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Thread: a little advice needed

  1. #1
    moderator in moderation Suburb Repairman's avatar
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    a little advice needed

    I am currently a senior at Southwest Texas State University (becoming Texas State University) and am working an internship. Though my degree will be in urban & regional planning, I'm discovering a fondness for city management activities. I still want to work in planning, but I'm not sure about how to go about choosing a Master's program. I would like to find a Master of Public Administration program that has emphasis in planning. If that's not possible, would I be insane to get a Master's in both Planning and Public Administration?

    I really enjoy planning in smaller towns. In many cases, the Planning director serves as a community development director that addresses issues beyond what is intensely covered in my degree (CDBG, economic development, etc.). Also, in some cases a planning director may double-dip as an Assistant City Manager. I see myself eventually working as a City Manager, so I want to ensure that I am qualified for that responsibility.

    I'm trying to stay in the South-Central Texas area so I can continue working full-time in my current city while a attend school at night. I'm looking at University of Texas at San Antonio, University of Incarnate Word and returning to Southwest Texas to get my Master's. I could sure use some advice, especially regarding these three programs.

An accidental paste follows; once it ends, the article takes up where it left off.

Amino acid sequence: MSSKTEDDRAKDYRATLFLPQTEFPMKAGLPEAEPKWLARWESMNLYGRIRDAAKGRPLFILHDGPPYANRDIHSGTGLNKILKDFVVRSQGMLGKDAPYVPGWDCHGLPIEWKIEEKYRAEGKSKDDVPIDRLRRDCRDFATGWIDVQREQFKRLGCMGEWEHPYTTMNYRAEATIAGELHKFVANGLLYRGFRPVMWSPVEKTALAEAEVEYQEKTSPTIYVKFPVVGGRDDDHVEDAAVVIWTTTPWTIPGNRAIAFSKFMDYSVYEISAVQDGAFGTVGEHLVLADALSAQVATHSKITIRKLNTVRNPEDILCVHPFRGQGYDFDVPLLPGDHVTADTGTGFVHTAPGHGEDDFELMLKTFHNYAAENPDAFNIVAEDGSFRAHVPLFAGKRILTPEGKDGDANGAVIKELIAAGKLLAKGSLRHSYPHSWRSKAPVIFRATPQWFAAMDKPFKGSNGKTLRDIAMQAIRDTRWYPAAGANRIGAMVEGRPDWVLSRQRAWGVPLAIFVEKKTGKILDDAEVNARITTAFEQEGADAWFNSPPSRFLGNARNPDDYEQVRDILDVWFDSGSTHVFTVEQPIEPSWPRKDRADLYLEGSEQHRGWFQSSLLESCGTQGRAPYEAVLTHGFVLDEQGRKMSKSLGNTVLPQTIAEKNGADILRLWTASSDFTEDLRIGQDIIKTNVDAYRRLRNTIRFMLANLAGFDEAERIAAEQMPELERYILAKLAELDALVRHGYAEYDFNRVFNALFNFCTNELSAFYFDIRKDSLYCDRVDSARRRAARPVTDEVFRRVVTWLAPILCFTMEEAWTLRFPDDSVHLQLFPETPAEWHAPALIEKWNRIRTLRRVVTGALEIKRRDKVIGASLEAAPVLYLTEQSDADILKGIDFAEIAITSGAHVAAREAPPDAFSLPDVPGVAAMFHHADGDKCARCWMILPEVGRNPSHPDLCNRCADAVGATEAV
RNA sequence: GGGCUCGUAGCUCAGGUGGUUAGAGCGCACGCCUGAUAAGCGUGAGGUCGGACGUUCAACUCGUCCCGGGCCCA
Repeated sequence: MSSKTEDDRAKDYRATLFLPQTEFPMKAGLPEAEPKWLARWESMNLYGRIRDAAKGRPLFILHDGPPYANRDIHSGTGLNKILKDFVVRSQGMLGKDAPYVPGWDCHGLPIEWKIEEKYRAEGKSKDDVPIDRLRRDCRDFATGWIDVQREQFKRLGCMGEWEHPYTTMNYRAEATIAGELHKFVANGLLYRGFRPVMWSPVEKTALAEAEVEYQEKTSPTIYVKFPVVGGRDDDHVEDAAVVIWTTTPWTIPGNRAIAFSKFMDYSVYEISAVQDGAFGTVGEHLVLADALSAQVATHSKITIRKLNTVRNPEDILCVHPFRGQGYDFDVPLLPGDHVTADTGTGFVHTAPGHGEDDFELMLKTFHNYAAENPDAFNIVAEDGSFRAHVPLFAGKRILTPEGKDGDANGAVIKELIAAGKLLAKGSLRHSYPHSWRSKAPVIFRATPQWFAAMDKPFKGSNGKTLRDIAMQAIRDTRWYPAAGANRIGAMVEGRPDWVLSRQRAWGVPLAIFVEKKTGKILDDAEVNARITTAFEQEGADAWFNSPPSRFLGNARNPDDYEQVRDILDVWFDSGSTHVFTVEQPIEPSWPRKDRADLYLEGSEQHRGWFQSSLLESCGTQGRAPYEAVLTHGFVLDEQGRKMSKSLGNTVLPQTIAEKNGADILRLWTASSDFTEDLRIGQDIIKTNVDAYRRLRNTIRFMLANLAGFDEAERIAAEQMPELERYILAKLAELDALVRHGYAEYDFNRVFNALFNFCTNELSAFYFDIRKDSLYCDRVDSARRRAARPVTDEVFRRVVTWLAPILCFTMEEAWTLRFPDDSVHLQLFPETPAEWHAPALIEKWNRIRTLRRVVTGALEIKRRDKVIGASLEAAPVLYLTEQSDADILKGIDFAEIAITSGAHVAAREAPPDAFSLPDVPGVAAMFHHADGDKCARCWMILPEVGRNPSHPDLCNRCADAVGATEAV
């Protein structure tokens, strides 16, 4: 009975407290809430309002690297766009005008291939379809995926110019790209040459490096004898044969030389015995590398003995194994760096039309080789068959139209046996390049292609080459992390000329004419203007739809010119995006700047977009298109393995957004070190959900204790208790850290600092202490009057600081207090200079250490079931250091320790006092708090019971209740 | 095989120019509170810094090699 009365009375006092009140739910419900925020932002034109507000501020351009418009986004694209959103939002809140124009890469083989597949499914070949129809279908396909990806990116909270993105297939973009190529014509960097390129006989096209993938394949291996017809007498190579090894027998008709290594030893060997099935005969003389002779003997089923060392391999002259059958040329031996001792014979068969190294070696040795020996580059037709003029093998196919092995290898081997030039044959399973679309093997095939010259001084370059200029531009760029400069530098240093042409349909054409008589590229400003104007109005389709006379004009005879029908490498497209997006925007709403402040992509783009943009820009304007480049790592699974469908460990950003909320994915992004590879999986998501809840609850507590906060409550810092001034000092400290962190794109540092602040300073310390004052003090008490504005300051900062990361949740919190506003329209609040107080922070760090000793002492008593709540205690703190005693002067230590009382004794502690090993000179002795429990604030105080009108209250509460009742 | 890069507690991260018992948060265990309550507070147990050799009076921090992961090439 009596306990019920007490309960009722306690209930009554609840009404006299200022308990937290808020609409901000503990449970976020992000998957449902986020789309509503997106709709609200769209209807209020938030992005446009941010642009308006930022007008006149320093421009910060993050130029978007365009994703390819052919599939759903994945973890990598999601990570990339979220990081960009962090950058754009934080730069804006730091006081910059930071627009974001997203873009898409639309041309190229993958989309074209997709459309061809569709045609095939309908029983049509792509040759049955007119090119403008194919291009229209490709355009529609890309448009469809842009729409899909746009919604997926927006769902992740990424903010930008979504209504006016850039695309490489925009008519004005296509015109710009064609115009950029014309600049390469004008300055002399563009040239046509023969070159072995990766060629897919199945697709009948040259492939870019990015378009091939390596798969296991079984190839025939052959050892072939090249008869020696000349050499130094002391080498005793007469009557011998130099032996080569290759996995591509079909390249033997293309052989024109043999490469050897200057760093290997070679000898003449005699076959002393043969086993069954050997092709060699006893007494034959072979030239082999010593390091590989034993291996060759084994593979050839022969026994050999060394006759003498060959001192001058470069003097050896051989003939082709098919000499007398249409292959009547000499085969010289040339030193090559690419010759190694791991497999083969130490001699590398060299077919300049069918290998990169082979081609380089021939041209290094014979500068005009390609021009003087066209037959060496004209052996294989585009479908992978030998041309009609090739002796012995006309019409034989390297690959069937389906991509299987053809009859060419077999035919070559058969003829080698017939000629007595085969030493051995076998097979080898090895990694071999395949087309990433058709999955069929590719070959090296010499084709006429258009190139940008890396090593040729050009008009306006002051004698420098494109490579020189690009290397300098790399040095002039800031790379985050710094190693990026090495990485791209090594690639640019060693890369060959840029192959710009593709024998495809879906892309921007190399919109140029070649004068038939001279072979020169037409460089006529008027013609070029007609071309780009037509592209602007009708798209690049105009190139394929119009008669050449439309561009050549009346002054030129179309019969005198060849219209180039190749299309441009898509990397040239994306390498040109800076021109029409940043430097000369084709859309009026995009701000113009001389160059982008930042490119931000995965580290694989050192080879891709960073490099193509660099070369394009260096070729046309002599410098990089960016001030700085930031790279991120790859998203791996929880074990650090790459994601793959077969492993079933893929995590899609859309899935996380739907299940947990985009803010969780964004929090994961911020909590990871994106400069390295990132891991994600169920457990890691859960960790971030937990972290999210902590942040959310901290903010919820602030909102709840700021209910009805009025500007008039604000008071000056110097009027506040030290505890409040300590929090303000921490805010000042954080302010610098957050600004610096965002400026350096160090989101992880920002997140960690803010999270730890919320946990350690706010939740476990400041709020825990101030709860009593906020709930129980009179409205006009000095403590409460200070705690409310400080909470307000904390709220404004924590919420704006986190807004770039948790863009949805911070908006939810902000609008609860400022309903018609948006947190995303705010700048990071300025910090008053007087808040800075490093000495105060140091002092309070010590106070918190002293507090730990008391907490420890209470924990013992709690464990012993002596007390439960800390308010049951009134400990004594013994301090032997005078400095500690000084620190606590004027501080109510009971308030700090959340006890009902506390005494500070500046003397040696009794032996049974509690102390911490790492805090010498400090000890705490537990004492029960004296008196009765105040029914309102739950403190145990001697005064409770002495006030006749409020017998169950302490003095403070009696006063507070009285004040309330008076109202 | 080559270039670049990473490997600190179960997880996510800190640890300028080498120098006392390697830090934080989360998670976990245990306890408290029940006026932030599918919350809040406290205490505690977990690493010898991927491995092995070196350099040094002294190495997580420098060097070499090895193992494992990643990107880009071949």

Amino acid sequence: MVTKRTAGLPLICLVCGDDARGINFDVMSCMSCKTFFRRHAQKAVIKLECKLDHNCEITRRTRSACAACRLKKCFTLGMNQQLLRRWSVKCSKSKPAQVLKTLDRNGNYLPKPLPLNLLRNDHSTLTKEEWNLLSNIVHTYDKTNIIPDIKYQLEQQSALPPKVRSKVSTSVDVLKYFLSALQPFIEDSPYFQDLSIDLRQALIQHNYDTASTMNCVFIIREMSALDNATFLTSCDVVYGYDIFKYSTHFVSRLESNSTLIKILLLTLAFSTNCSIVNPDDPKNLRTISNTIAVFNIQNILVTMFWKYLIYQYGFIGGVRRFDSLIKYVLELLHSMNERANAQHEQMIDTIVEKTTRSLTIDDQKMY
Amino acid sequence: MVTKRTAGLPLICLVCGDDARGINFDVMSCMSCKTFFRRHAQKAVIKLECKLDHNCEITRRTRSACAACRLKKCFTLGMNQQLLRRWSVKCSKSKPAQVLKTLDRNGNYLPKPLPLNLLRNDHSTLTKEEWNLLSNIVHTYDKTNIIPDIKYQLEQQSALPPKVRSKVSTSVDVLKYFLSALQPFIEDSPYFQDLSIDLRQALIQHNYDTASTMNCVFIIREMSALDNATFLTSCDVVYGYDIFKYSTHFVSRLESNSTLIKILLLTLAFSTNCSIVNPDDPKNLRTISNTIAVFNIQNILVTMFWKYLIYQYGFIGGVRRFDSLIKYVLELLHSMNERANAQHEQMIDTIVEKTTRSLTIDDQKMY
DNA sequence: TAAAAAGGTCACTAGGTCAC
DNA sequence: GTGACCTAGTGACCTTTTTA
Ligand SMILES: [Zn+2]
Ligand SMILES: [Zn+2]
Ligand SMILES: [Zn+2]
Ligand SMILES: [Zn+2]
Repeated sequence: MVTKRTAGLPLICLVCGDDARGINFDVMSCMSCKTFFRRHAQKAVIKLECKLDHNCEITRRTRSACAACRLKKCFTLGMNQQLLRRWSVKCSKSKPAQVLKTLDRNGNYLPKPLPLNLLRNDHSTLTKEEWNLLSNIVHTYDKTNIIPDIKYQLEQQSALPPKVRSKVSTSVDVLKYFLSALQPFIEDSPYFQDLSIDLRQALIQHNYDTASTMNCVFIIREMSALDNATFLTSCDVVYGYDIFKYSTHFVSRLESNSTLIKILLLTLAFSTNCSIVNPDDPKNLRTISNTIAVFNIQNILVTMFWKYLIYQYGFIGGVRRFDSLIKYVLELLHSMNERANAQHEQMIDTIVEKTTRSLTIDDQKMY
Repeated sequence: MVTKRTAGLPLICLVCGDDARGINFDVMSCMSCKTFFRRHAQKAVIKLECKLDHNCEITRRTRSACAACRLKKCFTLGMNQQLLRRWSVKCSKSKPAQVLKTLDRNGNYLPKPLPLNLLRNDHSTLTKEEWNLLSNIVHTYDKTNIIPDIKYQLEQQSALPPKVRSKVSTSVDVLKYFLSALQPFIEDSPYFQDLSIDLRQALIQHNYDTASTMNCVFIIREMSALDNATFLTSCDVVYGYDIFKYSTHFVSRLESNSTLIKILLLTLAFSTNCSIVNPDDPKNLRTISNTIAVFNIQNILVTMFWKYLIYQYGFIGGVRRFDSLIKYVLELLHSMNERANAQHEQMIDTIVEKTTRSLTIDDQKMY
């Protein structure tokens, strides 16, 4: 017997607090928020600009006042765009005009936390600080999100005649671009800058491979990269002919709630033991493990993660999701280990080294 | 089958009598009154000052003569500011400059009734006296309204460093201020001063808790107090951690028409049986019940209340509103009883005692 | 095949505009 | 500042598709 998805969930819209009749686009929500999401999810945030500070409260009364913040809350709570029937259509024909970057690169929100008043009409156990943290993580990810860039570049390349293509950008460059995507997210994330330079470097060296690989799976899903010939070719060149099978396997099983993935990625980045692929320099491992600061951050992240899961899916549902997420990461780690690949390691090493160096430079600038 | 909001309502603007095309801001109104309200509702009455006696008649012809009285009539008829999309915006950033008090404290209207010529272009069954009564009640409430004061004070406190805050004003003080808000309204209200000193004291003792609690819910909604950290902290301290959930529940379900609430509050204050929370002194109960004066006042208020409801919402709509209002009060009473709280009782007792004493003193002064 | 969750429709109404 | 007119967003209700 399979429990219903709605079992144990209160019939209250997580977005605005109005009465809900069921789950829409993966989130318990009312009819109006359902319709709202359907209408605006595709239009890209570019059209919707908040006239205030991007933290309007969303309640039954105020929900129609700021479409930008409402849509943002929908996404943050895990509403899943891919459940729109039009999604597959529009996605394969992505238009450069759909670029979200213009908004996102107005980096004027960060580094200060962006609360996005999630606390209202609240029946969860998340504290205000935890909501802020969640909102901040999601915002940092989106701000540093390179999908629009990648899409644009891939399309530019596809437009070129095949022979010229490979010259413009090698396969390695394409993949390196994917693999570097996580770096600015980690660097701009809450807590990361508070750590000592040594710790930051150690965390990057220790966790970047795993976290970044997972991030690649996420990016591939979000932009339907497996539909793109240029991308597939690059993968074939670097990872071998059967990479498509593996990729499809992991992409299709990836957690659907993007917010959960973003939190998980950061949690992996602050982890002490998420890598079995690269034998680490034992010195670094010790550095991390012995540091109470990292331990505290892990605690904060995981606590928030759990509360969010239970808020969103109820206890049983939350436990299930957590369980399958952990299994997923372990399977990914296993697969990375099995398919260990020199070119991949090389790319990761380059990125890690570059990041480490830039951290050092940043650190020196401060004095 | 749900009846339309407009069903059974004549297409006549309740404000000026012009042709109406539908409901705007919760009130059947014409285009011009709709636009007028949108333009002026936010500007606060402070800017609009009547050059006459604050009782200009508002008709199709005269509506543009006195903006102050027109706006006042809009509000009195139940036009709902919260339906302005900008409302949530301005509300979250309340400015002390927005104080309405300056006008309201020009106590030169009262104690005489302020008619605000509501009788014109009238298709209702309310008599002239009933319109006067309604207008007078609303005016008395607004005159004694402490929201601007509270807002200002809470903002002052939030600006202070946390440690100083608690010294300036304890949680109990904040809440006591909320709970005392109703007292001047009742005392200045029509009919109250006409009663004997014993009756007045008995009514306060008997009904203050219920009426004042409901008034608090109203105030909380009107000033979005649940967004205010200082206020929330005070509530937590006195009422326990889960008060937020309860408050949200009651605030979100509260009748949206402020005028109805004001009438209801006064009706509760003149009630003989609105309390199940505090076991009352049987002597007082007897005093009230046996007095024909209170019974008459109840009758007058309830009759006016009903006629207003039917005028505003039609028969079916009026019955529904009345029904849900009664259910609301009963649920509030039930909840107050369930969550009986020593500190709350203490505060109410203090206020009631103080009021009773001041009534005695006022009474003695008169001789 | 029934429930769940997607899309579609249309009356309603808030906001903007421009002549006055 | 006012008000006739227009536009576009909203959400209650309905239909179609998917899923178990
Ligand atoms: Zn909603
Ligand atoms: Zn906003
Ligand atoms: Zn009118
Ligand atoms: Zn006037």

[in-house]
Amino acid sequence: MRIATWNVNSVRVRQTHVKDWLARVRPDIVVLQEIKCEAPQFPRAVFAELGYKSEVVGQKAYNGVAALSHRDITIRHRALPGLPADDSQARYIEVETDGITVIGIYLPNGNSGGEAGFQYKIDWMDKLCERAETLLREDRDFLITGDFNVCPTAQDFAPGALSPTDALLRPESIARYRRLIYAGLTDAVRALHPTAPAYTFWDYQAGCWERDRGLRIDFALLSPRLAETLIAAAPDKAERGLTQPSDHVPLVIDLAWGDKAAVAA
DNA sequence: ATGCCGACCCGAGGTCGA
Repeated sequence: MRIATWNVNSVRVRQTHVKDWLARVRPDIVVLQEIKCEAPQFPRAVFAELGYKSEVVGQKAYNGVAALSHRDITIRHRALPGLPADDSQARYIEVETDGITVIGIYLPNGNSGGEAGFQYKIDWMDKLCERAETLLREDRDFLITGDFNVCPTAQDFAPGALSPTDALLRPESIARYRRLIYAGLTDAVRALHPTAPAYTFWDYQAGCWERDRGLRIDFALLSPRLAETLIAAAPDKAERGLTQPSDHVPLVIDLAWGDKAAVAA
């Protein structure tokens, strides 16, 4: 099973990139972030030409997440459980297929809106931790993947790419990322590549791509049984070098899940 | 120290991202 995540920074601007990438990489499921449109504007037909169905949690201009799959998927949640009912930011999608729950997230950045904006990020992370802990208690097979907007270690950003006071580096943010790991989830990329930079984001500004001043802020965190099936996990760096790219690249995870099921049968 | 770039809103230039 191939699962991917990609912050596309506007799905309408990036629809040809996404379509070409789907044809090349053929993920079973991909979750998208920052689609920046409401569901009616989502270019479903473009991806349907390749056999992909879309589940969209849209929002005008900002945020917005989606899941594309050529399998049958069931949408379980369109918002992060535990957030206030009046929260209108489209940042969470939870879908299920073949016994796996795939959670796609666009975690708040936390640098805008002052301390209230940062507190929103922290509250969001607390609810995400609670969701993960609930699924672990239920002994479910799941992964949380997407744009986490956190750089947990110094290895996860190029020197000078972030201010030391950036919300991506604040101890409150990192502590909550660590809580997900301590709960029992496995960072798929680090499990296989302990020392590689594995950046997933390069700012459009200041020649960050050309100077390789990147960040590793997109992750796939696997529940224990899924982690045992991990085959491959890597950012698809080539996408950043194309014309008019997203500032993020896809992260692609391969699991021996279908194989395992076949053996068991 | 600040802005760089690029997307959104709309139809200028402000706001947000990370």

Thanks for your advice.

  2. #2
    Cyburbian Emeritus Chet's avatar
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    An MPA is great especially in the small town realm. My MPA certainly helps in the managment of the department's budgets and personnel (IMHO too many planning schools dont teach you how to be an effective manager).

    I can't say that a double masters will be particularly beneficial though, speaking as an employer, one or the other is fine.

  3. #3
    maudit anglais
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    I'd go with the MPA - I think that will help you much more with the City management side.

  4. #4
    UW-Milwaukee has (or had) a Joint Masters program in Planning and Public Admin, there were some overlapping courses so I think you could graduate in 2.5 or 3 years. Maybe a local college has something similar, or you could always talk to some department heads and see if you could do some type of a crossover program.
    "I'm a white male, age 18 to 49. Everyone listens to me, no matter how dumb my suggestions are."

    - Homer Simpson

  5. #5
    Cyburbian donk's avatar
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    I suggest the MPA. I'm contemplating it myself.

    If you have an undergrad degree in planning, 2 more years of course work and a thesis is not going to round out your knowledge base that much more.
    Too lazy to beat myself up for being to lazy to beat myself up for being too lazy to... well you get the point....